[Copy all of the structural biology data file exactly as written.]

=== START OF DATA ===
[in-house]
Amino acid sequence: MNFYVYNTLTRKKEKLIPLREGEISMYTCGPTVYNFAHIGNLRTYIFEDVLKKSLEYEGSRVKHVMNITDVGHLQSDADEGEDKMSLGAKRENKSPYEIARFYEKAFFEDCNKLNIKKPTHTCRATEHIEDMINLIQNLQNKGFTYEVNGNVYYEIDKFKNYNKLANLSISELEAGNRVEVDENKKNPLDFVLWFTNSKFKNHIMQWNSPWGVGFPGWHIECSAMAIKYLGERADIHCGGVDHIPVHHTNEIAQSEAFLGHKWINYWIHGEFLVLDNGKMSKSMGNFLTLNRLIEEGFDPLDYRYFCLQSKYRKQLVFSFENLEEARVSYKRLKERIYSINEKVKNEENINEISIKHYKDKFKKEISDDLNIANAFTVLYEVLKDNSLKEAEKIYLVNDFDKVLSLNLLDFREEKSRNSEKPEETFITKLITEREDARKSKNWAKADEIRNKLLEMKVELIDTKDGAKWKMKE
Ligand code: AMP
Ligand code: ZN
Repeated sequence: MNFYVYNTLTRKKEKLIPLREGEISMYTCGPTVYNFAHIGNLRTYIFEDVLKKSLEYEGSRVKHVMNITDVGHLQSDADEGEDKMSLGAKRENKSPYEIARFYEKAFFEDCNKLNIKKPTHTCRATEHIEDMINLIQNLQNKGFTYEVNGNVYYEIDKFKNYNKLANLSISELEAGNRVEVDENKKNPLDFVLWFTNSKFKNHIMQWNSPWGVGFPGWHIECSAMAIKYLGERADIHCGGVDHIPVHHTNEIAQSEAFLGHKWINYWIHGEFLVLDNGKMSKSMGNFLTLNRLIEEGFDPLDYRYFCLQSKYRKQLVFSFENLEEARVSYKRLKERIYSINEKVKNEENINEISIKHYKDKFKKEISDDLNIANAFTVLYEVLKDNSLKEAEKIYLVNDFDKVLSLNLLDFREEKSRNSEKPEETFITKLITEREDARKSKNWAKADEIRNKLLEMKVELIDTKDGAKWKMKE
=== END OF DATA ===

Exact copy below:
[in-house]
Amino acid sequence: MNFYVYNTLTRKKEKLIPLREGEISMYTCGPTVYNFAHIGNLRTYIFEDVLKKSLEYEGSRVKHVMNITDVGHLQSDADEGEDKMSLGAKRENKSPYEIARFYEKAFFEDCNKLNIKKPTHTCRATEHIEDMINLIQNLQNKGFTYEVNGNVYYEIDKFKNYNKLANLSISELEAGNRVEVDENKKNPLDFVLWFTNSKFKNHIMQWNSPWGVGFPGWHIECSAMAIKYLGERADIHCGGVDHIPVHHTNEIAQSEAFLGHKWINYWIHGEFLVLDNGKMSKSMGNFLTLNRLIEEGFDPLDYRYFCLQSKYRKQLVFSFENLEEARVSYKRLKERIYSINEKVKNEENINEISIKHYKDKFKKEISDDLNIANAFTVLYEVLKDNSLKEAEKIYLVNDFDKVLSLNLLDFREEKSRNSEKPEETFITKLITEREDARKSKNWAKADEIRNKLLEMKVELIDTKDGAKWKMKE
Ligand code: AMP
Ligand code: ZN
Repeated sequence: MNFYVYNTLTRKKEKLIPLREGEISMYTCGPTVYNFAHIGNLRTYIFEDVLKKSLEYEGSRVKHVMNITDVGHLQSDADEGEDKMSLGAKRENKSPYEIARFYEKAFFEDCNKLNIKKPTHTCRATEHIEDMINLIQNLQNKGFTYEVNGNVYYEIDKFKNYNKLANLSISELEAGNRVEVDENKKNPLDFVLWFTNSKFKNHIMQWNSPWGVGFPGWHIECSAMAIKYLGERADIHCGGVDHIPVHHTNEIAQSEAFLGHKWINYWIHGEFLVLDNGKMSKSMGNFLTLNRLIEEGFDPLDYRYFCLQSKYRKQLVFSFENLEEARVSYKRLKERIYSINEKVKNEENINEISIKHYKDKFKKEISDDLNIANAFTVLYEVLKDNSLKEAEKIYLVNDFDKVLSLNLLDFREEKSRNSEKPEETFITKLITEREDARKSKNWAKADEIRNKLLEMKVELIDTKDGAKWKMKE